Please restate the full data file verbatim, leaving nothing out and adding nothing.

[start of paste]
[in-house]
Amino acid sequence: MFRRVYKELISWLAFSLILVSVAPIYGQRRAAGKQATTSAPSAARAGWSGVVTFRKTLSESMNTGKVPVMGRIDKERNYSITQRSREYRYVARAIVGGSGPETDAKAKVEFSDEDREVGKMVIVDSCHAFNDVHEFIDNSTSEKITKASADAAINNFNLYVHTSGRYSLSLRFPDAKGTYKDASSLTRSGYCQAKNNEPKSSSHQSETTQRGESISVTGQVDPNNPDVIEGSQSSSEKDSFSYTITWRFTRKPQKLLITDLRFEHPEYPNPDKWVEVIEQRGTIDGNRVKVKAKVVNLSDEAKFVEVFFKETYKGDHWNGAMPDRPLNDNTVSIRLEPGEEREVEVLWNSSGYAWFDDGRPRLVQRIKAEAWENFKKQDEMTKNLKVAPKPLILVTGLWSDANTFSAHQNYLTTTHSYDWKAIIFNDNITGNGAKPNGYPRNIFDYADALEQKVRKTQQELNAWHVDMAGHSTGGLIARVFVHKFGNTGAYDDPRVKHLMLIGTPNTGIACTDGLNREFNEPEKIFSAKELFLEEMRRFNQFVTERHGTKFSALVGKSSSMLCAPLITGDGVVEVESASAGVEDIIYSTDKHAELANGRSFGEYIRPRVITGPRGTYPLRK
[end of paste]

[in-house]
Amino acid sequence: MFRRVYKELISWLAFSLILVSVAPIYGQRRAAGKQATTSAPSAARAGWSGVVTFRKTLSESMNTGKVPVMGRIDKERNYSITQRSREYRYVARAIVGGSGPETDAKAKVEFSDEDREVGKMVIVDSCHAFNDVHEFIDNSTSEKITKASADAAINNFNLYVHTSGRYSLSLRFPDAKGTYKDASSLTRSGYCQAKNNEPKSSSHQSETTQRGESISVTGQVDPNNPDVIEGSQSSSEKDSFSYTITWRFTRKPQKLLITDLRFEHPEYPNPDKWVEVIEQRGTIDGNRVKVKAKVVNLSDEAKFVEVFFKETYKGDHWNGAMPDRPLNDNTVSIRLEPGEEREVEVLWNSSGYAWFDDGRPRLVQRIKAEAWENFKKQDEMTKNLKVAPKPLILVTGLWSDANTFSAHQNYLTTTHSYDWKAIIFNDNITGNGAKPNGYPRNIFDYADALEQKVRKTQQELNAWHVDMAGHSTGGLIARVFVHKFGNTGAYDDPRVKHLMLIGTPNTGIACTDGLNREFNEPEKIFSAKELFLEEMRRFNQFVTERHGTKFSALVGKSSSMLCAPLITGDGVVEVESASAGVEDIIYSTDKHAELANGRSFGEYIRPRVITGPRGTYPLRK